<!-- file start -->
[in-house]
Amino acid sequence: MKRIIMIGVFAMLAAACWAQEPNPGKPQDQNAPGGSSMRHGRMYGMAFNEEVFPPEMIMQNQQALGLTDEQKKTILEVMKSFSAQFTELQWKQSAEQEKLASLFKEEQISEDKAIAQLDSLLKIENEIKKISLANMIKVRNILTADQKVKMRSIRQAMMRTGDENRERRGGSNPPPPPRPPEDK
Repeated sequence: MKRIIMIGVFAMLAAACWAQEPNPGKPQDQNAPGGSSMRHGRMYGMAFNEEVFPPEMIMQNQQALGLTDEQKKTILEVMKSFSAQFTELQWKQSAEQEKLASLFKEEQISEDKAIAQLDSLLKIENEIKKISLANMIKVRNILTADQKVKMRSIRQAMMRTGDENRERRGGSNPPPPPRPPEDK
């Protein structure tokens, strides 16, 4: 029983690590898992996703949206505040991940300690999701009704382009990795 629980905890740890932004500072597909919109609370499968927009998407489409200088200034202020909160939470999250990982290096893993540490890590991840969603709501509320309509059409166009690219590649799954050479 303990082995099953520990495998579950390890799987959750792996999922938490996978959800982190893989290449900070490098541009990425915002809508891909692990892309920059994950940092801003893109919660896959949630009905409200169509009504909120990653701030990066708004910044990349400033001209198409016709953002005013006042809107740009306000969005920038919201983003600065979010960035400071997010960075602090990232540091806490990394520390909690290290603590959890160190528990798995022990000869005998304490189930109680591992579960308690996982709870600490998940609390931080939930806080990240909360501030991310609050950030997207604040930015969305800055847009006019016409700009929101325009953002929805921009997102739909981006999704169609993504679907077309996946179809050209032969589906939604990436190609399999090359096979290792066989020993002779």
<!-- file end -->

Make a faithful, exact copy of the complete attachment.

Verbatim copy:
[in-house]
Amino acid sequence: MKRIIMIGVFAMLAAACWAQEPNPGKPQDQNAPGGSSMRHGRMYGMAFNEEVFPPEMIMQNQQALGLTDEQKKTILEVMKSFSAQFTELQWKQSAEQEKLASLFKEEQISEDKAIAQLDSLLKIENEIKKISLANMIKVRNILTADQKVKMRSIRQAMMRTGDENRERRGGSNPPPPPRPPEDK
Repeated sequence: MKRIIMIGVFAMLAAACWAQEPNPGKPQDQNAPGGSSMRHGRMYGMAFNEEVFPPEMIMQNQQALGLTDEQKKTILEVMKSFSAQFTELQWKQSAEQEKLASLFKEEQISEDKAIAQLDSLLKIENEIKKISLANMIKVRNILTADQKVKMRSIRQAMMRTGDENRERRGGSNPPPPPRPPEDK
């Protein structure tokens, strides 16, 4: 029983690590898992996703949206505040991940300690999701009704382009990795 629980905890740890932004500072597909919109609370499968927009998407489409200088200034202020909160939470999250990982290096893993540490890590991840969603709501509320309509059409166009690219590649799954050479 303990082995099953520990495998579950390890799987959750792996999922938490996978959800982190893989290449900070490098541009990425915002809508891909692990892309920059994950940092801003893109919660896959949630009905409200169509009504909120990653701030990066708004910044990349400033001209198409016709953002005013006042809107740009306000969005920038919201983003600065979010960035400071997010960075602090990232540091806490990394520390909690290290603590959890160190528990798995022990000869005998304490189930109680591992579960308690996982709870600490998940609390931080939930806080990240909360501030991310609050950030997207604040930015969305800055847009006019016409700009929101325009953002929805921009997102739909981006999704169609993504679907077309996946179809050209032969589906939604990436190609399999090359096979290792066989020993002779």